This morning, I went on a little walk around my neighbourhood, examining it in the new season's icy-bright sun. I remember what it used to look like, ten years ago, so much more 'local'. I also thought about how much I have changed.
And it seemed to me for a moment that my life has consisted of a series of swimming exercises. Periods of life that had for their purpose the increase of my stamina, so that I would have the strength later to get to where I needed.
It was a morning of memories, on that walk. I thought a lot about Kenneth, my writing professor at college, who I dearly miss. I remember before I met him, being in Paris with some people I'd met at the Shakespeare and Company's Sunday teas, particularly the boy with a pierced nose, who mocked my poetry. And then meeting Kenneth the next year, who believed that anyone with an ear could become a poet, if they worked at it. I remembered all our dinners at Ollie's, a Chinese restaurant across the street from campus. It's funny how many intersections exist in our lives between our past and present: for me, the Chinese thread is of golden significance. And Kenneth, who was so much like my cosmopolitan father. Memories live in cultures and in foods, those special dishes, that don't exist anywhere else.
But what of those complicated cultures, that are spread out like octopi. Like, if I say, stuffed, pickled cabbage leaves, which culture do you think the dish belongs to? Or, stuffed peppers? Many cultures claim as their own the dishes that are contained within them all. Divisions emerge in this life of ours, hence the emergence of crossroads. I read today that Europe flourished after the middle ages precisely because it was divided. Of course, that is the "Europe" that was not occupied by the Turks.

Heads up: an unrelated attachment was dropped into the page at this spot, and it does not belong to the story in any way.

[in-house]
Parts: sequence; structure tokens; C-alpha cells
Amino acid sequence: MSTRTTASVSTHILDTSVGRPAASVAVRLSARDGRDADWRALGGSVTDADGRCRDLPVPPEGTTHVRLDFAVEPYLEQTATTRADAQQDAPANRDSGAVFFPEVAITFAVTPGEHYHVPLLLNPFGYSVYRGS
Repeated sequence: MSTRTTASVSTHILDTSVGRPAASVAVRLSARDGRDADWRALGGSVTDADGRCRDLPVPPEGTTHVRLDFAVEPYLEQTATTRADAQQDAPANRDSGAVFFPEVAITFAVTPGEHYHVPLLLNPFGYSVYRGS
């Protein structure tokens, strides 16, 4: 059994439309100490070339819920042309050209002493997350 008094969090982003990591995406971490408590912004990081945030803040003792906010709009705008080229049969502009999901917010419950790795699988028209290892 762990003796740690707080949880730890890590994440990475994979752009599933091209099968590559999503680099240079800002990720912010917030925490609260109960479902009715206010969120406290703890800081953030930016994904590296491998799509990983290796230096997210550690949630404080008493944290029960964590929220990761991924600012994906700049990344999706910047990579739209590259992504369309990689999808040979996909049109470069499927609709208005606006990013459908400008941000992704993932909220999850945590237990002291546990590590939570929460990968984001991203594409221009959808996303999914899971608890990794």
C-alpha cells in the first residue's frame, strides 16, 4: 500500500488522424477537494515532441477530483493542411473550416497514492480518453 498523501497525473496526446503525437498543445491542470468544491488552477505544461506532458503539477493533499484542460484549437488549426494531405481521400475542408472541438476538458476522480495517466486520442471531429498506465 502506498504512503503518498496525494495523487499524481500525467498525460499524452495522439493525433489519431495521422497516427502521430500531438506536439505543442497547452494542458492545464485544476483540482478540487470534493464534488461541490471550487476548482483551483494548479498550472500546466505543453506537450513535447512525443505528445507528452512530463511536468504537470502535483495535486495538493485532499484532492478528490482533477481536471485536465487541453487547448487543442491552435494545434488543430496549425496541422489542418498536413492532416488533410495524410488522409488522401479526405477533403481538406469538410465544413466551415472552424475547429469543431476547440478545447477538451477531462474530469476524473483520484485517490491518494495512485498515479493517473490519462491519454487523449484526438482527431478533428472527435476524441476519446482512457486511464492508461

It is curious where we decide to draw the lines. What I try to teach my students is that we should never take those lines for granted; they are not set in stone. And our lives are a line - the line we are drawing for ourselves across the unlined oceans. My line has something to do with the crossroads between East and West, something to do with finding one's own voice à l'Amérique, but also trying to figure out what it means to be local, and part of a much greater whole.
But what I also say to my students is this: look for what is precious to you, become aware of it, and respect it in your work. One of the things Kenneth did that was so amazing was to bring poems by Blake and Herrick into elementary school classrooms, and make them accessible, by asking children to address the nature, animals and colours around them. Those poems, then, were not relegated to the dusty canon, but became real and accessible.
What do we want of our traditions to become real and accessible? It is time to bring our best out of our closets. What will you bring forth, to this journey of life, as we swim across oceans, on imaginary lines?

 Elements: minitoko; aramisdream.